If you have seen Protégé and liked it, then it is possible that you will like this as well. If you are specially looking for a stereotypical Jackie film you will most likely dislike it. The action here is presented more realistic so everything appears clumsier. There are times when you expect Jackie to break out and use weapons or handle multiple bad guys with ease, but that is not a fault of the film and is more my preconception. I have read positive reviews on this film (I disagree with them) though most do tend to talk about “plot problems” and several seem to give this a passing mark solely because of the good performance from Chan. While I was happy enough with his performance the myriad of character and plot inconsistencies for me was the biggest reason I am giving this movie a mediocre review.

    The Sony R1 release of it is good. Be warned there are three different English subtitles. One for the dubbed released, one for the dubbed release added with hard-of-hearing and one for the Chinese version. It technically is not completely dubtitles, but it did not always vary that much from the English soundtrack. I easily prefer the original audio track because you get to hear the many different languages used that are lost on the English dub. There are two extras: selected scenes commentary with Jackie Chan (9m) and Say Hello to the Bad Guy (10m) which is a good extra that talks about how long Derek was working on this, the suicide of an actor (not mentioned) who was going to play the role in the film, why the film lost the Mainland China market and various tidbits that make it worth of a watch. Both are short and easily worth the watch to learn more about this film.
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    Brian T

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    Re: Shinjuku Incident (2009: Derek Yee Tung-Sing: Hong Kong)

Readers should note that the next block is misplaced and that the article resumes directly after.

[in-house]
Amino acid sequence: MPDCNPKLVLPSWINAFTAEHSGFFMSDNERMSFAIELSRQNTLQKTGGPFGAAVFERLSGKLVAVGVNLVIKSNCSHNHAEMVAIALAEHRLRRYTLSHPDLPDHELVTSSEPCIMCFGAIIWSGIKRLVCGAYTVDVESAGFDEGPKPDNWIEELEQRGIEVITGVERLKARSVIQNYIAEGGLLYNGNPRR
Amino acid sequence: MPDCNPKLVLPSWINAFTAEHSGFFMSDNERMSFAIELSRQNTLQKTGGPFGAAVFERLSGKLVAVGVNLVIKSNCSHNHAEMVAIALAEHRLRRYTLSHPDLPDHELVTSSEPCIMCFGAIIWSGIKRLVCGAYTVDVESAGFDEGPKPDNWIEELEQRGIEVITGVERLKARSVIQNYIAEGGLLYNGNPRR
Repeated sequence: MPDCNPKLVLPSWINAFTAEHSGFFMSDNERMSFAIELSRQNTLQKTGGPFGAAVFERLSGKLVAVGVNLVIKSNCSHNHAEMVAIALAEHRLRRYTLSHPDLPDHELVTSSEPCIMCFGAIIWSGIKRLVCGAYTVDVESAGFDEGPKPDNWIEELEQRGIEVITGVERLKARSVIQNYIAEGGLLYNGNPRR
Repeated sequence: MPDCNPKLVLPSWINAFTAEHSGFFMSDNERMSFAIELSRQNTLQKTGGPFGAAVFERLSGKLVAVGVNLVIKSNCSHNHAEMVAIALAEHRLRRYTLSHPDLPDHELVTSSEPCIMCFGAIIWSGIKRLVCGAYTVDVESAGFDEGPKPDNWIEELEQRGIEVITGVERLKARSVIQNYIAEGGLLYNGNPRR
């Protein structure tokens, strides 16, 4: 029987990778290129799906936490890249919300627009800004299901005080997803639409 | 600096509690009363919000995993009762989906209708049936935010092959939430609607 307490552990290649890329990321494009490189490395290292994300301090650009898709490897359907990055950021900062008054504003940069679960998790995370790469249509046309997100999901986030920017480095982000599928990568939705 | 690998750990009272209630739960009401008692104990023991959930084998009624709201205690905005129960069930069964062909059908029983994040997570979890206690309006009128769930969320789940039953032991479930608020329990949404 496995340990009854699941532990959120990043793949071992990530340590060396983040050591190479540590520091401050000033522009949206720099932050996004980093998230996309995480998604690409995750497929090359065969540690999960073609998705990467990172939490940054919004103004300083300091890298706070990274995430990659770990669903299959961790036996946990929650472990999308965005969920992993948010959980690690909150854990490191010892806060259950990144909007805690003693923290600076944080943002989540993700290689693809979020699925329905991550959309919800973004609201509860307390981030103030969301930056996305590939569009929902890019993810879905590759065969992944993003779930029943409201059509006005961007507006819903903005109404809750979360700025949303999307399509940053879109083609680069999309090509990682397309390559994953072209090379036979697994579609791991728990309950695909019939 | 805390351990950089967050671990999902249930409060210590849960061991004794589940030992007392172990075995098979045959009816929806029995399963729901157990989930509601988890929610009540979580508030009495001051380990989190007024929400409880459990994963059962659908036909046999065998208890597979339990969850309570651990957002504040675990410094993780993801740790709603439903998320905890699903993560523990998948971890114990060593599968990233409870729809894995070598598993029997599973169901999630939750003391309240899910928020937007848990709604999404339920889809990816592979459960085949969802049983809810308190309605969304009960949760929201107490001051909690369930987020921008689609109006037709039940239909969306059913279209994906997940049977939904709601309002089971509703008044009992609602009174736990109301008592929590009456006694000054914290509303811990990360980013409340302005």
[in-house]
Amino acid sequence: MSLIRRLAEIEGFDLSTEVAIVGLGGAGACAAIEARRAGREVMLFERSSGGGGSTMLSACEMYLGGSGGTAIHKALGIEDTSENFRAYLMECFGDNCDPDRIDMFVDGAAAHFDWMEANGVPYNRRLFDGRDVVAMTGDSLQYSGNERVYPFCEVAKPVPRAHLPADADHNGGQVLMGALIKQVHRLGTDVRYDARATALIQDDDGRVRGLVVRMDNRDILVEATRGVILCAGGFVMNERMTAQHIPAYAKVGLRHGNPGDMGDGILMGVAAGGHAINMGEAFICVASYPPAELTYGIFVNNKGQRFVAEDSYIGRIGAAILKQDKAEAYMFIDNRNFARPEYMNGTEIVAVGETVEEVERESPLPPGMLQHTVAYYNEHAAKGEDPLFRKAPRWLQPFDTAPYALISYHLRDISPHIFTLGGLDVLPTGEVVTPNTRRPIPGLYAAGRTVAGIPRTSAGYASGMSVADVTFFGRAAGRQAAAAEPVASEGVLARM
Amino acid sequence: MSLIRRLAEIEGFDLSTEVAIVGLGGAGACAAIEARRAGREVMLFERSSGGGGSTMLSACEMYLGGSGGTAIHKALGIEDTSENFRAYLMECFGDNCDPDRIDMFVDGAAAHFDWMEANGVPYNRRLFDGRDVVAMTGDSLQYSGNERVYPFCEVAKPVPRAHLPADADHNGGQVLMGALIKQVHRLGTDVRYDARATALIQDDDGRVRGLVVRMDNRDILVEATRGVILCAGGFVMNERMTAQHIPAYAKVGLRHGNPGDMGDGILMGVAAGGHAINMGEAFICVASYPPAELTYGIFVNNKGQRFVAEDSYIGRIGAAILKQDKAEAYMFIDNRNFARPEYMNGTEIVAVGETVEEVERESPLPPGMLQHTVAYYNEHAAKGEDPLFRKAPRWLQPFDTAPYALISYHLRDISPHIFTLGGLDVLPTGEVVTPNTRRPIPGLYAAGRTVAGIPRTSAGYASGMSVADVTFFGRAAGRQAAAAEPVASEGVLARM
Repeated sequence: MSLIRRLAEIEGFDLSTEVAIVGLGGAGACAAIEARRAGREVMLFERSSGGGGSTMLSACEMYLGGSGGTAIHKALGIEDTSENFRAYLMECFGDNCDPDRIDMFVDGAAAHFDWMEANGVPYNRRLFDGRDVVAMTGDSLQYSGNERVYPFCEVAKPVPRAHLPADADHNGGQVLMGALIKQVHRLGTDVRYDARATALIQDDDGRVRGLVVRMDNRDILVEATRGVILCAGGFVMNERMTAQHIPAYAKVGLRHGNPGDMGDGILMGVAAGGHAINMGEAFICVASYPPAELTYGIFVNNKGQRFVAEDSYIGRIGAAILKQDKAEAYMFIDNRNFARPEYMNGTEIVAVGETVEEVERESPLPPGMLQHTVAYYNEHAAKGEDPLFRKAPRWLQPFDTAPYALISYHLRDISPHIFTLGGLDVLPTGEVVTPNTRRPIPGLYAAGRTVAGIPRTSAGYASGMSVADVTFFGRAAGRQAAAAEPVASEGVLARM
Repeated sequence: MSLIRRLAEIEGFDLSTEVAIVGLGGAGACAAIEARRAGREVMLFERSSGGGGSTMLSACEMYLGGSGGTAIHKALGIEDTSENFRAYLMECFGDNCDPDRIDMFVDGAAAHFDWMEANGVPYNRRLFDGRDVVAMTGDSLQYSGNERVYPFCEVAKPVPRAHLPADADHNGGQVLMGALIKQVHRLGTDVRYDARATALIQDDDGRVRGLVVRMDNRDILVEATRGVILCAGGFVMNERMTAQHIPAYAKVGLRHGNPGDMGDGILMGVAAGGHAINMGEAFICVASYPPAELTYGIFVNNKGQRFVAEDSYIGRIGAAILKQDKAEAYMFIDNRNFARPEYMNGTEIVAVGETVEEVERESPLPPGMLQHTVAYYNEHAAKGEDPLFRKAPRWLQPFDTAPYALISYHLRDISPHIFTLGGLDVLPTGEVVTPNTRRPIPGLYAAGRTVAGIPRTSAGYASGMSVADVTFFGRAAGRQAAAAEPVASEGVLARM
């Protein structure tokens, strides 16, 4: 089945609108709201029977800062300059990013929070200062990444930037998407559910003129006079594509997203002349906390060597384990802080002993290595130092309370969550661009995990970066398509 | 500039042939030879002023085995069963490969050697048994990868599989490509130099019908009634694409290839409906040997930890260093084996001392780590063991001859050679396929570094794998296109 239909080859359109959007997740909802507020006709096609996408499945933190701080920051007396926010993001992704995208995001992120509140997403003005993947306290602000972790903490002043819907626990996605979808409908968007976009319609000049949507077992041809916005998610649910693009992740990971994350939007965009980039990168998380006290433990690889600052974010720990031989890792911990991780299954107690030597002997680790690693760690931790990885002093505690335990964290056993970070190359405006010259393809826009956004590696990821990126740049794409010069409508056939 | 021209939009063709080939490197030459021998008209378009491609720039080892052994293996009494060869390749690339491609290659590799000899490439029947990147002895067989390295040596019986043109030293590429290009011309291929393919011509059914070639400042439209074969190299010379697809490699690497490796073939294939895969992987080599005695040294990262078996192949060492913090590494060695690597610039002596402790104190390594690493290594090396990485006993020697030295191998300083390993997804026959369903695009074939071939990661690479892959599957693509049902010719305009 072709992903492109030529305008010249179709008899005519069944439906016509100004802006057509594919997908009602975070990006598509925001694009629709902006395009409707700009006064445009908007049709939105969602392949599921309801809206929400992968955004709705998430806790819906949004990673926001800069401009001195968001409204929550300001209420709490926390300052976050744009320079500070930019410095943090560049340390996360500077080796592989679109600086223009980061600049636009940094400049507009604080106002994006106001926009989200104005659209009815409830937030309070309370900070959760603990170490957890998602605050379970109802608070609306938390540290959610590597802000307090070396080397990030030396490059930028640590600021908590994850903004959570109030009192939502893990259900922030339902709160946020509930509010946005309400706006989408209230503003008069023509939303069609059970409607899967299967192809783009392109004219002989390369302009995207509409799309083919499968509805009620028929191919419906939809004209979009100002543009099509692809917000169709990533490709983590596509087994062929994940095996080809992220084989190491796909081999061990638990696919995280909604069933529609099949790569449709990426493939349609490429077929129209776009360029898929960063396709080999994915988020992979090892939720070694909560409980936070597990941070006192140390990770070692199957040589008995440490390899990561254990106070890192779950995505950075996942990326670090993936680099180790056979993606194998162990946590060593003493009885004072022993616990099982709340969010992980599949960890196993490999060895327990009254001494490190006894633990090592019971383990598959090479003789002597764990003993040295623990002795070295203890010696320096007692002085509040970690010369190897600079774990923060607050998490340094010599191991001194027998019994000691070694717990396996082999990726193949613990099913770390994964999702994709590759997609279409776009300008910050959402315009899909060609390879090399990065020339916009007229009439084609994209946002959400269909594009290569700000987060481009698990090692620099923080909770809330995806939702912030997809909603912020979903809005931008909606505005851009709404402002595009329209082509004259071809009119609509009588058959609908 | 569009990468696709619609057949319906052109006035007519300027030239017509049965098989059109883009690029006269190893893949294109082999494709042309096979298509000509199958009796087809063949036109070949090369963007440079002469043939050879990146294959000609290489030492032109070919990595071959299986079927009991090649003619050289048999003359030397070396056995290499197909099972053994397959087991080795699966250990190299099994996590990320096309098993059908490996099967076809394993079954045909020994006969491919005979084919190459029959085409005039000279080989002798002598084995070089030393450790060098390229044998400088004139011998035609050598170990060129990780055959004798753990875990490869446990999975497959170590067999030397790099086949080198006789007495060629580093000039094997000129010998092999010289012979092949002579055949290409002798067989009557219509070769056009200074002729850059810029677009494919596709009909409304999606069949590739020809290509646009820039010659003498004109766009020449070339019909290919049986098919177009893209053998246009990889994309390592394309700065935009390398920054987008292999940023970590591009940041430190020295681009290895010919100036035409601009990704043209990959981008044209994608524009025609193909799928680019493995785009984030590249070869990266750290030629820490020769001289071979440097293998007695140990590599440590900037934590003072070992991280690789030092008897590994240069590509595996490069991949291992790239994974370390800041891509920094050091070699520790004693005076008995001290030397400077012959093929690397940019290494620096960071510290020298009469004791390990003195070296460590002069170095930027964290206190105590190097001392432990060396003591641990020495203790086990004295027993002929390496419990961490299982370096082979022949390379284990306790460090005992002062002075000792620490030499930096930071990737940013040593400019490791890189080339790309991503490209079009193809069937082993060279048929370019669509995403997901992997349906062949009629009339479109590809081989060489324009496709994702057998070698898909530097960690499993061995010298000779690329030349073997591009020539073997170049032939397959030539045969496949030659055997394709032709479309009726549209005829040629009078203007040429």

Post  Brian T on Thu Aug 25, 2011 10:35 am

    Masterofoneinchpunch wrote:There are two extras: selected scenes commentary with Jackie Chan (9m) and Say Hello to the Bad Guy (10m) which is a good extra that talks about how long Derek was working on this, the suicide of an actor (not mentioned) who was going to play the role in the film, why the film lost the Mainland China market and various tidbits that make it worth of a watch. Both are short and easily worth the watch to learn more about this film.

    Interesting. There hasn't exactly been an abundance of male suicides in the Hong Kong film industry over the past decade or so. In fact, only one immediately springs to mind, and if there were others, he would've been the only one among them "big" enough to carry a lead role and attract financing when he was still working, surely? Was Chan's predecessor ever named elsewhere during the years SHINJUKU INCIDENT was gestating?



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    Masterofoneinchpunch

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    Re: Shinjuku Incident (2009: Derek Yee Tung-Sing: Hong Kong)

    Post  Masterofoneinchpunch on Thu Aug 25, 2011 10:48 am

    Brian T wrote:...Interesting. There hasn't exactly been an abundance of male suicides in the Hong Kong film industry over the past decade or so. In fact, only one immediately springs to mind, and if there were others, he would've been the only one among them "big" enough to carry a lead role and attract financing when he was still working, surely? Was Chan's predecessor ever named elsewhere during the years SHINJUKU INCIDENT was gestating?

    As far as I know and I spent several hours looking for the name no predecessor was named. It is possible that the star was only in their heads and possible he wasn't even offered it. I was thinking it was for Leslie Cheung, but found no mention of it.

    I applaude Jackie for going forward with the film even though he lost the Mainland market. It doesn't make it a good film, but I do appreciate that. JC is such an interesting figure and part of this is his is the many conflicting things he says and does.